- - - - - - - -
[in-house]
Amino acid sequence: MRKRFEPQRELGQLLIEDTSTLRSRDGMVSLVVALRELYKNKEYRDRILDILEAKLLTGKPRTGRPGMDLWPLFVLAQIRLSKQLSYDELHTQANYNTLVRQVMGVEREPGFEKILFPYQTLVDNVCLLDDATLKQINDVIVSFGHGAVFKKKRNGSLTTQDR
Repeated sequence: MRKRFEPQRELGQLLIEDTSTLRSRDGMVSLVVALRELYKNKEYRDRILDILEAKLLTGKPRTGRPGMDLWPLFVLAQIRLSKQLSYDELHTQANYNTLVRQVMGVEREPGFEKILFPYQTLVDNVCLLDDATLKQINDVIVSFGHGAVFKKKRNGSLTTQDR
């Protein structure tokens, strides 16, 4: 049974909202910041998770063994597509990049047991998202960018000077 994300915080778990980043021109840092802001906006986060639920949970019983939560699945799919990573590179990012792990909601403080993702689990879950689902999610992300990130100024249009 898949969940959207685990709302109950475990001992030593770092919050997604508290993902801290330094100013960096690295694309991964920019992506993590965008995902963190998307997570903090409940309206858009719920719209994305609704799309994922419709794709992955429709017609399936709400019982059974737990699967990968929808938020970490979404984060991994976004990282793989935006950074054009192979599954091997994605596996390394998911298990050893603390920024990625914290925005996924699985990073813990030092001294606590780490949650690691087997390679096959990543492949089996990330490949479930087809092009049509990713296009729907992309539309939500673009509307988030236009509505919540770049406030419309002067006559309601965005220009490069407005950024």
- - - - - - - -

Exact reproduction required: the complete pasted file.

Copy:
[in-house]
Amino acid sequence: MRKRFEPQRELGQLLIEDTSTLRSRDGMVSLVVALRELYKNKEYRDRILDILEAKLLTGKPRTGRPGMDLWPLFVLAQIRLSKQLSYDELHTQANYNTLVRQVMGVEREPGFEKILFPYQTLVDNVCLLDDATLKQINDVIVSFGHGAVFKKKRNGSLTTQDR
Repeated sequence: MRKRFEPQRELGQLLIEDTSTLRSRDGMVSLVVALRELYKNKEYRDRILDILEAKLLTGKPRTGRPGMDLWPLFVLAQIRLSKQLSYDELHTQANYNTLVRQVMGVEREPGFEKILFPYQTLVDNVCLLDDATLKQINDVIVSFGHGAVFKKKRNGSLTTQDR
């Protein structure tokens, strides 16, 4: 049974909202910041998770063994597509990049047991998202960018000077 994300915080778990980043021109840092802001906006986060639920949970019983939560699945799919990573590179990012792990909601403080993702689990879950689902999610992300990130100024249009 898949969940959207685990709302109950475990001992030593770092919050997604508290993902801290330094100013960096690295694309991964920019992506993590965008995902963190998307997570903090409940309206858009719920719209994305609704799309994922419709794709992955429709017609399936709400019982059974737990699967990968929808938020970490979404984060991994976004990282793989935006950074054009192979599954091997994605596996390394998911298990050893603390920024990625914290925005996924699985990073813990030092001294606590780490949650690691087997390679096959990543492949089996990330490949479930087809092009049509990713296009729907992309539309939500673009509307988030236009509505919540770049406030419309002067006559309601965005220009490069407005950024």